IU hangs Seminoles on defense, 83-59

IU hangs Seminoles on defense, 83-59

by Bob Hammel, H-T Sports Editor

December 9, 1975

From the December 9, 1975 Bloomington Daily Herald – Telephone

INDIANAPOLIS – Long ago, Bob Knight convinced Indiana basketball zealots that defense is not a nasty word. And now, it’s an inadequate word.

Defense connotes wagons in a circle, at best a strike back after being struck. Knight redefined it, IU-style, few weeks ago: “We just consider it offense without the ball.” Florida State learned Monday night the man wasn’t kidding.

The Hoosiers stormed at the Seminoles with “How dare you!” outrage each time one committed the gaffe of possessing the basketball. ‘Twas done in innocence. The visitors thought rules of the game said it belonged to them after Indiana scores. That part’s been redefined, too; in Knight’s basketball version of newspeak.

The opening tip threw the Seminoles into an angry sea of red, from every direction a blur of great white silk coming their way to slash at the basketball unit it was removed, with surgical neatness and no blood nor pain. There were those in the 17,526 who filled Market Square Arena last night who will pull out the program from this 83-59 Hoosier victory in some far-off day and tell a wide-eyed grandchild, “You should have seen that team play defense.”

There will be other programs and other witnesses, other arenas and other victims, because Knight has built something close to the ultimate defensive weapon, one icily efficient but raging in emotion, schooled in his demanding techniques and disciplined to outwill humanly tail-offs with pride. Innate, but instilled.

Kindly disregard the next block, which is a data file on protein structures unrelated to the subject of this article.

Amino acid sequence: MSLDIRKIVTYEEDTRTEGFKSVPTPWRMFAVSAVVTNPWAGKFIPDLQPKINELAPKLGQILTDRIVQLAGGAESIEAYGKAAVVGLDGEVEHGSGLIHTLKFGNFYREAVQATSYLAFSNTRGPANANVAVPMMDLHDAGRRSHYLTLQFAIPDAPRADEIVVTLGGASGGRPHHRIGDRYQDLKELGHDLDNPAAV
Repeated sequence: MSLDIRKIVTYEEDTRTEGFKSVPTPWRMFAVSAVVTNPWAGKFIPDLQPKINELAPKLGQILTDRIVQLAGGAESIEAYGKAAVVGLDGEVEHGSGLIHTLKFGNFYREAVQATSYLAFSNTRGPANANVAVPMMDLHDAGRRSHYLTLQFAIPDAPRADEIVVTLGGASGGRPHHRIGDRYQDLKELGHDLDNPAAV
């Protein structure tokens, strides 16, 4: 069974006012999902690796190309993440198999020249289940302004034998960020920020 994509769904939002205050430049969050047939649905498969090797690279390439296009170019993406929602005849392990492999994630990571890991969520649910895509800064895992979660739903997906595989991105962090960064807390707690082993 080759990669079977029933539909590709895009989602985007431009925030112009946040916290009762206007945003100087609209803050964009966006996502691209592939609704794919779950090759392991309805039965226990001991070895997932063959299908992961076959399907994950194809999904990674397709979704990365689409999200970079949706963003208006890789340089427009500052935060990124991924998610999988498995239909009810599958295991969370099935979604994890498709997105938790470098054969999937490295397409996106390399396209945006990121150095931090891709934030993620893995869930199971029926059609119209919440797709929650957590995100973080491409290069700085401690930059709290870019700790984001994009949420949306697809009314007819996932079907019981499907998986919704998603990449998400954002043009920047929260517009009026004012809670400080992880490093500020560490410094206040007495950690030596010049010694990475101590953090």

“I knew they only had 6 points kinda late in the game,” Hoosier guard Quinn Buckner said, adding with a grin: “But Coach Knight doesn’t settle for that.”

The game was 12 minutes along and Indiana was 18 ahead when Florida State finally got off 6. It had been stuck there for 5 1/2 minutes and it hadn’t been easy getting that far. The Seminoles had the ball seven times before they scored at all, losing it four of those times without getting a shot away. They stayed at 6 through six more possessions, four of those terminated without luxury of a shot.

There was a beauty to it, five-man orchestration that blended the sensational and the subtle – steals and interceptions with the slight but dissuading moves that checked advances and created mistakes.

It was all there in this one, stretching beyond five men to include nine rushed into the assault to guarantee no let-up, no-gasping for air.

The pressure stayed on until the Seminoles were thoroughly cracked at halftime, 47-20. The peak was 79-41 – this against a veteran team used to winning and harboring its own NCAA tourney hopes.

“Our defense is moving in the direction we want to go,” Knight said. “If we have an objective, it’s to be as good as we can possibly be defensively.”

From the December 9, 1975 Bloomington Daily Herald – Telephone